Pandemic Lullaby                                                                     by Maril Crabtree

My legs take me into sleep. I curl them around a small pillow that huddles between my knees. I read somewhere that sleeping with such a pillow protects your back and my back needs protecting, or so I imagine. My body zigs and zags around the pillow. My restless legs gradually
 grow quiet. The rest of my body follows, grateful for a chance to be still, grateful to give the lead to another body part. It takes a mountain sometimes to understand what the river is saying. It takes a river to sweep light back into darkness.

              My bed swallows my body, letting it sink into its own river of dark, of void,
              of calm. I sleep on my side, legs zigzagged beneath me, silk pillow mounded
              between my knees, its cool touch a touchstone for sleep, permission to cuddle
              into my own arms, fingers, pressing my hand into my cheek, feeling the hair
              on my neck as it necklaces on my shoulders. I shift until it smooths beneath
              the shoulder closest to the mattress.

 I breathe now, scanning the rest of me, setting forth with oars lifted across the bow,
 letting myself rest, letting the resting body carry me into the rest of the night. Sleep now.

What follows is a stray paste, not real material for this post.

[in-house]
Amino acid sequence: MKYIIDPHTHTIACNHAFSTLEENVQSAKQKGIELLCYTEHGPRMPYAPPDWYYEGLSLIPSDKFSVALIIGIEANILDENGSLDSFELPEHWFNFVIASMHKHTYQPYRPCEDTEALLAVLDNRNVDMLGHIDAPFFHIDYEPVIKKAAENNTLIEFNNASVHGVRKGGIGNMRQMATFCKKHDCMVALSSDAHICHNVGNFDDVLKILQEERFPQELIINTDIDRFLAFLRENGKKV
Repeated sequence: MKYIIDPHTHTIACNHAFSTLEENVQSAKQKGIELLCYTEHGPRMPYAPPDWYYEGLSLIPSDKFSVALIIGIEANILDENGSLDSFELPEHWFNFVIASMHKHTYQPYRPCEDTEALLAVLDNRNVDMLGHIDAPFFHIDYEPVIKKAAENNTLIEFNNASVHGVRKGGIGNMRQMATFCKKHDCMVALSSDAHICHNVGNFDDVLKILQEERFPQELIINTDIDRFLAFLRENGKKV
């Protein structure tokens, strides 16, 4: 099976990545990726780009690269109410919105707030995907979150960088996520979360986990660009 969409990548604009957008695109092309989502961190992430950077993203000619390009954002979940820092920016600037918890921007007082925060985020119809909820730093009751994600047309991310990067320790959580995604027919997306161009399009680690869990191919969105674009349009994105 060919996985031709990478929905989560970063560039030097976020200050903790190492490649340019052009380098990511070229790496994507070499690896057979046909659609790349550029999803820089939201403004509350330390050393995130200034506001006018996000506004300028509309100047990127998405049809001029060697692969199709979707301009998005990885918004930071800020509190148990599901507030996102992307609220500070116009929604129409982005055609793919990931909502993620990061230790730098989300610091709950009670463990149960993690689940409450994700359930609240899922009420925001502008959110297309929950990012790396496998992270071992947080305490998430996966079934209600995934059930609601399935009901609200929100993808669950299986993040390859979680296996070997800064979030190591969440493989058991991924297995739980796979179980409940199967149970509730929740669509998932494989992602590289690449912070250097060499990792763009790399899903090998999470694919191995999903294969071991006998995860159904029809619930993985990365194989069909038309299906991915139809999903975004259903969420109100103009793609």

Listen to the ticking clock, the faint barks of a neighbor’s dog, the welcome sprinkle
 of rain on the roof. Noise is no enemy. It lulls me deeper into the river. I sense the ghosts
 receding, assure them and myself that all is well.

              Tomorrow I will zigzag my way through a locked-down life with the hopeful
              embrace of a well-slept woman, hair in need of cutting but curling down my
              back with the weightlessness of age, knotted hands finding their work within
              silent walls. In the evening I will begin again the rebirth of sleep, the hallowed
              pillows for head and knees, sheets billowing around me, legs scissoring under me, drifting into 
              the waves, into night’s plenitude.

Maril Crabtree’s poetry has been published in numerous journals and anthologies, most recently Thorny Locust, Adanna, and Literary Mama. Her book Fireflies in the Gathering Dark received the 2018 Kansas Notable Books award and was a finalist for the AAUW Thorpe Menn Literary Excellence Award.

Editor Katelyn Roth graduated from Pittsburg State University with her Master’s in poetry. Her work has previously appeared online at Silver Birch Press and at Heartland: Poems of Love, Resistance, and Solidarity. She lives, works, and writes in Kansas City.


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